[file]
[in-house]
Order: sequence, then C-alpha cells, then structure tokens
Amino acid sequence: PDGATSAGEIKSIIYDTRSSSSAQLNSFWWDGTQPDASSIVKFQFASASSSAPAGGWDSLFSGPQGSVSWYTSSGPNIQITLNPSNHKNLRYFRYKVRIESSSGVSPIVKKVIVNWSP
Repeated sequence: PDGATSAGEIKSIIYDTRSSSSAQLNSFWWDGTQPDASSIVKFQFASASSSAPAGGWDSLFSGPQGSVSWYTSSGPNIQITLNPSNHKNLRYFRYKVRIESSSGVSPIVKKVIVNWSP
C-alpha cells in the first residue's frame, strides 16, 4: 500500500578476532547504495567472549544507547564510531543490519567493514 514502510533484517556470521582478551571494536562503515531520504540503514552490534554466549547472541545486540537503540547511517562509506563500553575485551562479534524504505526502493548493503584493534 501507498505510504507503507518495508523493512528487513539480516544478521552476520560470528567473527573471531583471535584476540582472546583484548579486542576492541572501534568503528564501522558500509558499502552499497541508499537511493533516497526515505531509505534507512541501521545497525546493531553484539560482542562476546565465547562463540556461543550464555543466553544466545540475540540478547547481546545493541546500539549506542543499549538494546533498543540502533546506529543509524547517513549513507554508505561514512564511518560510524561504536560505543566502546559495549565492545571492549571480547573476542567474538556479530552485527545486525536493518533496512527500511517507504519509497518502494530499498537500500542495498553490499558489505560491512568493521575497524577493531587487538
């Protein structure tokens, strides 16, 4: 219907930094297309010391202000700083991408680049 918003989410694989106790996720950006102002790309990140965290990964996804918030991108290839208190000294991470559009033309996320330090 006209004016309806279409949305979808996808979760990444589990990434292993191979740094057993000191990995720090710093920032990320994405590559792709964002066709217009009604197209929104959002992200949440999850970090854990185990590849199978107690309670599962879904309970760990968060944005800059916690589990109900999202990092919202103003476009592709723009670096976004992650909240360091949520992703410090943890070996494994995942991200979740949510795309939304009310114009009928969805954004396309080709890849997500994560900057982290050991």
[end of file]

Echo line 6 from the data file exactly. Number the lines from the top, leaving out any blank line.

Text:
């Protein structure tokens, strides 16, 4: 219907930094297309010391202000700083991408680049 918003989410694989106790996720950006102002790309990140965290990964996804918030991108290839208190000294991470559009033309996320330090 006209004016309806279409949305979808996808979760990444589990990434292993191979740094057993000191990995720090710093920032990320994405590559792709964002066709217009009604197209929104959002992200949440999850970090854990185990590849199978107690309670599962879904309970760990968060944005800059916690589990109900999202990092919202103003476009592709723009670096976004992650909240360091949520992703410090943890070996494994995942991200979740949510795309939304009310114009009928969805954004396309080709890849997500994560900057982290050991």